Can Hollywood recover from reboot monotony with the new Flatliners?
Last year, only two of the top ten highest grossing films in the world were original productions with no pre-existing source material. In 2015 there was just one.
Reboots and remakes have become the standard for big-budget Hollywood cinema, and a thorn in the side of film lovers for what seems like forever.
Earlier this year, Universal began its planned remakes of horror classics from the 30s and 40s, with the Tom Cruise-led remake of The Mummy (2017) – and it was terrible. With so many reboots of true classics in recent years, such as Godzilla (2014), The Amazing Spider-Man (2012) and Ghostbusters (2016), failing to win over audiences or critics, as film fans, we have only one question: Why do these keep getting made?
The answer to this usually comes down to money. Hollywood execs in 2017 are too scared to try new ideas in case they don’t work, so they have to rely on familiar material and characters that will surely act as a box office draw. But even that doesn’t explain the next reboot to hit our screens: Flatliners.
The original 1990 film was fairly mediocre despite its A-list cast that included Kiefer Sutherland, Kevin Bacon and Julia Roberts; with middling reviews from both critics and viewers, it sits at 3.5 stars on IMDb. Helmed by Lost Boys (1987) and Falling Down (1993) director Joel Schumacher, Flatliners seemed to mark the beginning of a downward spiral in his career, a spiral that ultimately led to the badly written, badly acted schlock-fest that is Batman and Robin (1997) – the film that ended Schumacher’s directorial career, the one where Batman has a ‘bat credit card’.
There was nothing too awful about the original Flatliners, a sci-fi drama in which a group of medical students attempt to experience death by briefly stopping their hearts, only for horrific visions to follow. Many of the scenes, although cheesy, offer up genuine scares and thrills, but a reboot feels unnecessary on all fronts.
Unlike the Star Wars prequels, which tackled a franchise with swathes of dedicated fans across the world, Flatliners is a cult classic at best. These small fan bases usually have no interest at all in seeing their favourite films ground up by the big-budget Hollywood remake machine.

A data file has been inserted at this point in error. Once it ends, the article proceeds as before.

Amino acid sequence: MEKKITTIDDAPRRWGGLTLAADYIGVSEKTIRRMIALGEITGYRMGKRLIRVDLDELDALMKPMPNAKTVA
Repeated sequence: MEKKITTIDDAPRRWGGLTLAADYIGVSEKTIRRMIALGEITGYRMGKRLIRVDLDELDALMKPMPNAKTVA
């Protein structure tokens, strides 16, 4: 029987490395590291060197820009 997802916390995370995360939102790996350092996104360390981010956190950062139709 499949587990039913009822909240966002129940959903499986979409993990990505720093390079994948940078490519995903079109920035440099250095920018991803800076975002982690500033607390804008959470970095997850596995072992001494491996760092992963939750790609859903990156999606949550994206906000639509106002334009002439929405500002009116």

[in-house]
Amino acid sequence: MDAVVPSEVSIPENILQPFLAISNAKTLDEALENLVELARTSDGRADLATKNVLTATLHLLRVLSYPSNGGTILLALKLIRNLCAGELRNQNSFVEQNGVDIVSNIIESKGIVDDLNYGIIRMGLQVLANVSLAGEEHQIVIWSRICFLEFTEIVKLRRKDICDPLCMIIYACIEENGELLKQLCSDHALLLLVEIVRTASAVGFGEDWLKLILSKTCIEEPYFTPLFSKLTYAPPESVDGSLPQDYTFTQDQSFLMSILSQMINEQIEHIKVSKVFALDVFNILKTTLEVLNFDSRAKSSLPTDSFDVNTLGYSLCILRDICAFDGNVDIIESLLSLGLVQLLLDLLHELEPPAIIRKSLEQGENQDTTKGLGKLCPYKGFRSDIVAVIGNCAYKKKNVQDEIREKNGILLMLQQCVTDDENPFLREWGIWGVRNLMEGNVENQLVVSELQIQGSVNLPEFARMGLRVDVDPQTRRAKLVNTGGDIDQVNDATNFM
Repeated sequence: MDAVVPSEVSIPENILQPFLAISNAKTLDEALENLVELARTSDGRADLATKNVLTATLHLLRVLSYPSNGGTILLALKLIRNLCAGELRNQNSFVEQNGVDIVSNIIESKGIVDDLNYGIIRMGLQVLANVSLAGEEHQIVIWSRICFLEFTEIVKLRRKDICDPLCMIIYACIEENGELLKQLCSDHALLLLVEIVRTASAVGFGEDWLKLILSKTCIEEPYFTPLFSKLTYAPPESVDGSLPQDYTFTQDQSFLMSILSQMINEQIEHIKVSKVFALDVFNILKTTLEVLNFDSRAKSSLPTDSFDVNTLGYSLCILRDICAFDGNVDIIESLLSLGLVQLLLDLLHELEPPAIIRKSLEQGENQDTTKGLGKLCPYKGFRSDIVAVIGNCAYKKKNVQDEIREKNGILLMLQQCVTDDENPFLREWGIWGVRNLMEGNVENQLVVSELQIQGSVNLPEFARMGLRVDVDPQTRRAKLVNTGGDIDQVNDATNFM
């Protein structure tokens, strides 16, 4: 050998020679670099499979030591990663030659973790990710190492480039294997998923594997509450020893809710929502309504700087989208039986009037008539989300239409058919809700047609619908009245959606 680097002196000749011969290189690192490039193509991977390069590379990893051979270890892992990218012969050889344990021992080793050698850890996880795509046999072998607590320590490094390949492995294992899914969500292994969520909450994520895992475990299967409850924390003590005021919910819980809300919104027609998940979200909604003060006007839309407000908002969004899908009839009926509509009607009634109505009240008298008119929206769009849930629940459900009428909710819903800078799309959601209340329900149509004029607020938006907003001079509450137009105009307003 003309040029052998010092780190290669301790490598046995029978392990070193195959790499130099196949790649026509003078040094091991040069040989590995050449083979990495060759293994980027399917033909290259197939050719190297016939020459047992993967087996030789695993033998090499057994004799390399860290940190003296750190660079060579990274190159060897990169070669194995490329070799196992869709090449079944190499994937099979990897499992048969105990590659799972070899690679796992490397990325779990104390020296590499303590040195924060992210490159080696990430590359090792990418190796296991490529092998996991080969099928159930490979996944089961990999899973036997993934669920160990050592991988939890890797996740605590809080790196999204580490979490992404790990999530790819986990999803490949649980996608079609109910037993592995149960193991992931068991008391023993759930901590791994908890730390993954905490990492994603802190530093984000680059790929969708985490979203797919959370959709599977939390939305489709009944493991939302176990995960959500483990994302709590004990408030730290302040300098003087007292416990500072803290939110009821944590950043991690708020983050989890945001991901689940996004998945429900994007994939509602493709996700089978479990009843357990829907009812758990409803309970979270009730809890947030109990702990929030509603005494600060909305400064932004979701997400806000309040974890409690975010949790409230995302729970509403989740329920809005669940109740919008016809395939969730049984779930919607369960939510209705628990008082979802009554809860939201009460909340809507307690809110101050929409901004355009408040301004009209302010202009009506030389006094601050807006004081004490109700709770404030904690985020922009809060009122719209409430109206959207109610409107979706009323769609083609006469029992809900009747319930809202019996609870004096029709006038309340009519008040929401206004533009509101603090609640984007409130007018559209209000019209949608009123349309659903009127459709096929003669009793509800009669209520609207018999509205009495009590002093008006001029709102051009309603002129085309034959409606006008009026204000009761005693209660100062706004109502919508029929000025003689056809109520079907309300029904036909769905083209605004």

The reboot will follow the same basic plot as the original film. Horrific visions and other side effects of ‘flatlining’ will no doubt haunt the young team of medical students while they search for a way to reverse what’s happened to them.
Despite the negativity surrounding recent reboots, Flatliners could still pull through. With Niels Arden Oplev, the mind behind the fantastic original version of The Girl With The Dragon Tattoo (2009), in the director’s chair, there’s real potential in the film.
What’s more, Kiefer Sutherland is also on board so there’s hope for original fans as well as new ones.
“I loved making the first film,” said Sutherland. “When I was asked if I would be interested in taking part in this, it didn’t take more than a minute
to say yes.”
Rather than worrying that the film will simply ride on the coattails of the original, composer for the film, Nathan Barr, has ensured fans that the 2017 drama will be more than just a rehash.
“I deliberately avoided watching [the original] or listening to that score because I knew they wanted to do something different,” Barr explained in a recent interview. “For this, we wanted to make our own thing.”
While doing its own thing, the new film has still kept its link with the original, to keep the world alive – Sutherland apparently plays the same character but with a different name. So does that make Flatliners a reboot? A sequel? Or something else entirely?
As it stands, the film is a cult classic with some enduring appeal for a small audience, so we can’t say that justifies a remake. However, in producing the half-remake, half-sequel that Sutherland implies it will be, perhaps we’ll see a new way for big Hollywood studios to start making decent ‘soft reboots’. With Flatliners, there’s every chance that Oplev could put a new spin on the film, pulling it out of the unoriginality trap that has caused so many reboots to fail.
Also starring: Ellen Page, Diego Luna, Nina Dobrev and James Norton
Running time: 108 minutes
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WORDS Sam Begley